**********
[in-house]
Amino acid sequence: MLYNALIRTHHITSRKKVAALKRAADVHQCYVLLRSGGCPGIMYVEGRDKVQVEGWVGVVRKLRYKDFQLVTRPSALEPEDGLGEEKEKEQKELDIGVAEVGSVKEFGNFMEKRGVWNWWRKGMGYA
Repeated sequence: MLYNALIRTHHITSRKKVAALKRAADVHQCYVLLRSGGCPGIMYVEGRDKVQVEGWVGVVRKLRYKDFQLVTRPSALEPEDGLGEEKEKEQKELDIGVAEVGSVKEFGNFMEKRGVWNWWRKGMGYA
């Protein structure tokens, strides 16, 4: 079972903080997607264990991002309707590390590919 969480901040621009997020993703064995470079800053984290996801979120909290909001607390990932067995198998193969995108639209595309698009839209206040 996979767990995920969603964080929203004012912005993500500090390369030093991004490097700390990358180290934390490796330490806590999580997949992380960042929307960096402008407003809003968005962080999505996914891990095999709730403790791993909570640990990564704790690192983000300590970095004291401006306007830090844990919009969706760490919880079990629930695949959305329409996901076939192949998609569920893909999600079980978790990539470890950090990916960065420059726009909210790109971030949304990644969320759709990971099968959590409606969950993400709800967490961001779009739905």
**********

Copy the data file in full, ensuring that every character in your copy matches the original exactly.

[in-house]
Amino acid sequence: MLYNALIRTHHITSRKKVAALKRAADVHQCYVLLRSGGCPGIMYVEGRDKVQVEGWVGVVRKLRYKDFQLVTRPSALEPEDGLGEEKEKEQKELDIGVAEVGSVKEFGNFMEKRGVWNWWRKGMGYA
Repeated sequence: MLYNALIRTHHITSRKKVAALKRAADVHQCYVLLRSGGCPGIMYVEGRDKVQVEGWVGVVRKLRYKDFQLVTRPSALEPEDGLGEEKEKEQKELDIGVAEVGSVKEFGNFMEKRGVWNWWRKGMGYA
């Protein structure tokens, strides 16, 4: 079972903080997607264990991002309707590390590919 969480901040621009997020993703064995470079800053984290996801979120909290909001607390990932067995198998193969995108639209595309698009839209206040 996979767990995920969603964080929203004012912005993500500090390369030093991004490097700390990358180290934390490796330490806590999580997949992380960042929307960096402008407003809003968005962080999505996914891990095999709730403790791993909570640990990564704790690192983000300590970095004291401006306007830090844990919009969706760490919880079990629930695949959305329409996901076939192949998609569920893909999600079980978790990539470890950090990916960065420059726009909210790109971030949304990644969320759709990971099968959590409606969950993400709800967490961001779009739905």